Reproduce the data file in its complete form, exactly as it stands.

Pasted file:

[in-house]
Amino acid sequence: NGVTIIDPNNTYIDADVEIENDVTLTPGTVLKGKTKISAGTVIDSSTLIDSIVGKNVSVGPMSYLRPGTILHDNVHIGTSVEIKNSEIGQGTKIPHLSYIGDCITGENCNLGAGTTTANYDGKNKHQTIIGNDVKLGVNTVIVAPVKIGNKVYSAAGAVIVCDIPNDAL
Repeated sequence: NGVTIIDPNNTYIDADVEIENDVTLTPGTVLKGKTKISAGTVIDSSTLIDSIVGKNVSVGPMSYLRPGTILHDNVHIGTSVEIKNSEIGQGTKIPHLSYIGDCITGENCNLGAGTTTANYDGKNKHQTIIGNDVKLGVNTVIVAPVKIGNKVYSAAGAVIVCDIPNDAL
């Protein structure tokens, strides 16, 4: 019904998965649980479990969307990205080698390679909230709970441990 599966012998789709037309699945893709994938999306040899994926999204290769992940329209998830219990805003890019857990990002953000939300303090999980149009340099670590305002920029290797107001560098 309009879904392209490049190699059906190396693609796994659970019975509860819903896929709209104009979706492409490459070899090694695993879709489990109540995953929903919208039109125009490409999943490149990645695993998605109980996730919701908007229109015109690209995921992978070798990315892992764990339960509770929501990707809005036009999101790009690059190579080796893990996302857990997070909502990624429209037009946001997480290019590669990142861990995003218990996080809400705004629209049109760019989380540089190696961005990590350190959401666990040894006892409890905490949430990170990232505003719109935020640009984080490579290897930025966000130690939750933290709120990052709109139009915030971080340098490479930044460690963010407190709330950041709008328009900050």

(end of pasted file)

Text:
[in-house]
Amino acid sequence: NGVTIIDPNNTYIDADVEIENDVTLTPGTVLKGKTKISAGTVIDSSTLIDSIVGKNVSVGPMSYLRPGTILHDNVHIGTSVEIKNSEIGQGTKIPHLSYIGDCITGENCNLGAGTTTANYDGKNKHQTIIGNDVKLGVNTVIVAPVKIGNKVYSAAGAVIVCDIPNDAL
Repeated sequence: NGVTIIDPNNTYIDADVEIENDVTLTPGTVLKGKTKISAGTVIDSSTLIDSIVGKNVSVGPMSYLRPGTILHDNVHIGTSVEIKNSEIGQGTKIPHLSYIGDCITGENCNLGAGTTTANYDGKNKHQTIIGNDVKLGVNTVIVAPVKIGNKVYSAAGAVIVCDIPNDAL
């Protein structure tokens, strides 16, 4: 019904998965649980479990969307990205080698390679909230709970441990 599966012998789709037309699945893709994938999306040899994926999204290769992940329209998830219990805003890019857990990002953000939300303090999980149009340099670590305002920029290797107001560098 309009879904392209490049190699059906190396693609796994659970019975509860819903896929709209104009979706492409490459070899090694695993879709489990109540995953929903919208039109125009490409999943490149990645695993998605109980996730919701908007229109015109690209995921992978070798990315892992764990339960509770929501990707809005036009999101790009690059190579080796893990996302857990997070909502990624429209037009946001997480290019590669990142861990995003218990996080809400705004629209049109760019989380540089190696961005990590350190959401666990040894006892409890905490949430990170990232505003719109935020640009984080490579290897930025966000130690939750933290709120990052709109139009915030971080340098490479930044460690963010407190709330950041709008328009900050």